NASDAQ Hack, Revisited

October 23, 2011

Back in February, I posted a note here about a security breach that had been discovered in some computer networks owned by NASDAQ (originally, the National Association of Security Dealers Automated Quotation system).    The NASDAQ Stock Market is the largest US trading platform for stocks not listed on the New York Stock Exchange [NYSE].  It is the largest screen-based trading exchange in the US, listing 2800+ issues, and the largest in the world by trading volume.  It did not appear that the attack had compromised the actual NASDAQ trading system, but the total scope of the attack was still being analyzed.  One system that was affected was Directors’ Desk, a sort of bulletin-board system for senior corporate managements.

According to a recent article at Reuters, it now appears that the attackers used their successful access to Directors’ Desk as a first step to facilitate snooping on corporate directors and others to obtain confidential information.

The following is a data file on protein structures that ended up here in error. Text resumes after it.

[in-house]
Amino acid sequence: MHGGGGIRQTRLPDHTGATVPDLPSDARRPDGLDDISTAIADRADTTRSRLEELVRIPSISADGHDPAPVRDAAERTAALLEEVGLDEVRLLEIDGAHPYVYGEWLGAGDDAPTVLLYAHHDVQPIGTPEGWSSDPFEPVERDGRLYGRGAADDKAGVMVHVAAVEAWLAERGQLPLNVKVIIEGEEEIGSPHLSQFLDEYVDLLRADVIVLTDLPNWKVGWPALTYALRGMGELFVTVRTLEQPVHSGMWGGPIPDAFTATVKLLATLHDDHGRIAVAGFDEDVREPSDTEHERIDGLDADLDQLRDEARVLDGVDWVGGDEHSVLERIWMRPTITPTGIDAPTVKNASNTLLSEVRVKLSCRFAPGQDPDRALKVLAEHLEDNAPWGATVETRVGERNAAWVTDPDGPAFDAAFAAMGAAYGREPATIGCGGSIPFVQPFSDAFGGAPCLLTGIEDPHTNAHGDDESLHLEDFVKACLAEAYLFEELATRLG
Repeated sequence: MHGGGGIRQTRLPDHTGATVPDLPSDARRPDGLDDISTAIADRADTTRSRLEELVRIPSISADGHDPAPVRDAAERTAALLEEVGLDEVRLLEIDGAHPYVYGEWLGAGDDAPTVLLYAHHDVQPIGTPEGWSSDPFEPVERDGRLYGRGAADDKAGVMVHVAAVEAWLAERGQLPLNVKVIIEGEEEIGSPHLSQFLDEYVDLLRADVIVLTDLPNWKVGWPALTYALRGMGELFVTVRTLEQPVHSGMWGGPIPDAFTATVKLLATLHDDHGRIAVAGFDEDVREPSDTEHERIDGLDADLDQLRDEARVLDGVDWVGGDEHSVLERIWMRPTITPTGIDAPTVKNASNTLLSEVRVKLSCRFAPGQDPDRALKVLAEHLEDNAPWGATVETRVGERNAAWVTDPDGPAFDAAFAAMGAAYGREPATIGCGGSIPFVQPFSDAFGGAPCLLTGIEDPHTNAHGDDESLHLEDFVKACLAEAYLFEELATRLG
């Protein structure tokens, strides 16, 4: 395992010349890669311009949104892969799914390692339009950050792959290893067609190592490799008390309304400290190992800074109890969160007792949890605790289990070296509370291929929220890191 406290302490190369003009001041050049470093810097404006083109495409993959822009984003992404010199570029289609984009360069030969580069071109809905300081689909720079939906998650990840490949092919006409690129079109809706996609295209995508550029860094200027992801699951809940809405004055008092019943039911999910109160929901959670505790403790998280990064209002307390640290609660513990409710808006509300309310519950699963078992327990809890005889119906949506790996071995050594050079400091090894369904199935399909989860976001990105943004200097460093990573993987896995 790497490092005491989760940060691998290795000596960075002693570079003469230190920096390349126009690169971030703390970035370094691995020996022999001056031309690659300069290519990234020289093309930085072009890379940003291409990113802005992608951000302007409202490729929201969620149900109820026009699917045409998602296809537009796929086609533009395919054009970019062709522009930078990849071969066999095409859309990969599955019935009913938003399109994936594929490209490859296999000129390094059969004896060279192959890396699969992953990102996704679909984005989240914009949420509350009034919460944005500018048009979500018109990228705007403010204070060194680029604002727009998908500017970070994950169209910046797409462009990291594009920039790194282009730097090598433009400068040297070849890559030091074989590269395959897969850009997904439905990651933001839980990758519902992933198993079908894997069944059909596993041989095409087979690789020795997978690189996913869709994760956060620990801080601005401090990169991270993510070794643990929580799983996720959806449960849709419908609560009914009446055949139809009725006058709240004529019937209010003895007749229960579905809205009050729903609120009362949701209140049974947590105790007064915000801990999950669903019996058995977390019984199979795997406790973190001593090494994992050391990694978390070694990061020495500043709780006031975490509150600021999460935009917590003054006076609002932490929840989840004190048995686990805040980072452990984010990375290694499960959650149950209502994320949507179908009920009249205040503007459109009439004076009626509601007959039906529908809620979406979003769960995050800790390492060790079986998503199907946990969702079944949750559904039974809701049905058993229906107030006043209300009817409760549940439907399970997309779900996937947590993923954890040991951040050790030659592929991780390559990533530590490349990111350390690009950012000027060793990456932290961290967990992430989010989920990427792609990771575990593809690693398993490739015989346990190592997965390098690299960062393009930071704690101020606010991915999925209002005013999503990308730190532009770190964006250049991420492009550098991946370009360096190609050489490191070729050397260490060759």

Hackers who infiltrated the Nasdaq’s computer systems last year installed malicious software that allowed them to spy on the directors of publicly held companies, according to two people familiar with an investigation into the matter.

The new details showed the cyber attack was more serious than previously thought, as Nasdaq OMX Group had said in February that there was no evidence the hackers accessed customer information.

The breach is suspected to have been part of what is sometimes called a “blended” attack: an initial target is compromised, which may not only  yield some confidential information itself, but also other information that may lead to breaking into other systems.  (For example, the attacker might get users’ personal information that would facilitate guessing poorly-chosen passwords.)

By infecting Directors Desk, the hackers were able to access confidential documents and the communications of board directors, said Kellermann, chief technology officer at security technology firm AirPatrol Corp.

It is still not clear exactly how long the security breach existed before it was detected, nor does anyone know exactly what information was compromised.  The investigation is continuing, with the assistance of the FBI and the NSA.


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